Fragmentation of ocean governance addressed as one of the key topics during the World Ocean Summit 2014

March 12, 2014 in Uncategorized by Marija Isailovic

Although The United Nations Convention on the Law of the Sea (UNCLOS) is the overarching framework for ocean governance and the core international agreement that defines the rights and responsibilities of nations in ocean resource utilization and management, such as commercial shipping, industrial fishing, and marine pollution, it is argued that the UN system for governing oceans is not adequate enough to address both direct as well as unintended impacts on ocean resources and associated fragmented ocean governance architecture (Zondervan et al. 2013). Accordingly, rethinking governance of the ocean is one of the vital future tasks for policy makers. Such developments have also been recognized as one of the core themes during the World Ocean Summit 2014 held in February in San Francisco that brought together leading governance institutions, academia and the private sector. During the Summit the fragmentation of ocean governance was addressed as one of the key issues. The proliferation of treaties, agreements, management approaches as well as the emergence of new governance arrangements such as the Arctic Council and informal arrangements was recognized as a key structural characteristic of ocean governance that has to be taken into account in future efforts to create a new framework for global ocean governance.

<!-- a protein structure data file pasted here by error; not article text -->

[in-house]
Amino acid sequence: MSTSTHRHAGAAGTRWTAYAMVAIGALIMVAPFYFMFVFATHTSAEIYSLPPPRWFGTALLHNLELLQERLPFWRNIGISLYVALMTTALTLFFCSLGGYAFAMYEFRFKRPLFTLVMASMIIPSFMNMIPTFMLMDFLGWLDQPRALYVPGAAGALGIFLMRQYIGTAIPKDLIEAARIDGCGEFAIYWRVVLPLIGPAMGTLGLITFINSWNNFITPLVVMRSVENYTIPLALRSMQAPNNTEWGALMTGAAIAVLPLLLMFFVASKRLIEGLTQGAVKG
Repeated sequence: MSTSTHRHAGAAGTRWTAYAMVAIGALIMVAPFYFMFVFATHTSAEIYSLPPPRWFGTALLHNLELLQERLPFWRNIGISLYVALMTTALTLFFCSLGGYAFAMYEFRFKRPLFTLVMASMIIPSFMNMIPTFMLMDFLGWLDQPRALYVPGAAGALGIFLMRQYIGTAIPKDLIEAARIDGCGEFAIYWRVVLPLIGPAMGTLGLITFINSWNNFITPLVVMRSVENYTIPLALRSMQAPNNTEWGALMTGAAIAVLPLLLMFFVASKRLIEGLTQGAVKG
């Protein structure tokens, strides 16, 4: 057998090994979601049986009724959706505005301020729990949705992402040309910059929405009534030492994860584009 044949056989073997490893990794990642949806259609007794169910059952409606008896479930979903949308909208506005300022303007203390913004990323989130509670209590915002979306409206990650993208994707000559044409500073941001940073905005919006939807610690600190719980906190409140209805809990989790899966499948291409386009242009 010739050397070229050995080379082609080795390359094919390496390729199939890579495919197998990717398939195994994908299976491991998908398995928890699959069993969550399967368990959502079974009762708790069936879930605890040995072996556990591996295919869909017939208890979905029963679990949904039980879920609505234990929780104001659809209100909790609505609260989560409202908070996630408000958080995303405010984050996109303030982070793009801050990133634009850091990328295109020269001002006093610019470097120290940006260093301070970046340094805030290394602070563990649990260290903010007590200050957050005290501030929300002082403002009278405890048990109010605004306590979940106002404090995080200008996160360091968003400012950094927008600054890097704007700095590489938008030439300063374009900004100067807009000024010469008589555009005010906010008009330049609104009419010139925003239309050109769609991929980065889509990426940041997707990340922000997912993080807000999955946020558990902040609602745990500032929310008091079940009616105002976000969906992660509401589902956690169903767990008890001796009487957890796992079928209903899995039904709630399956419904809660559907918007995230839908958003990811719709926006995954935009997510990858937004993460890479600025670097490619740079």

Zondervan, Ruben., Leopoldo Cavaleri Gerhardinger, Isabel Torres de Noronha, Mark Joseph Spalding and Oran R. Young. Ocean Governance in the Anthropocene. IGBP Global Change Magazine, 81: 24-27. October 2013.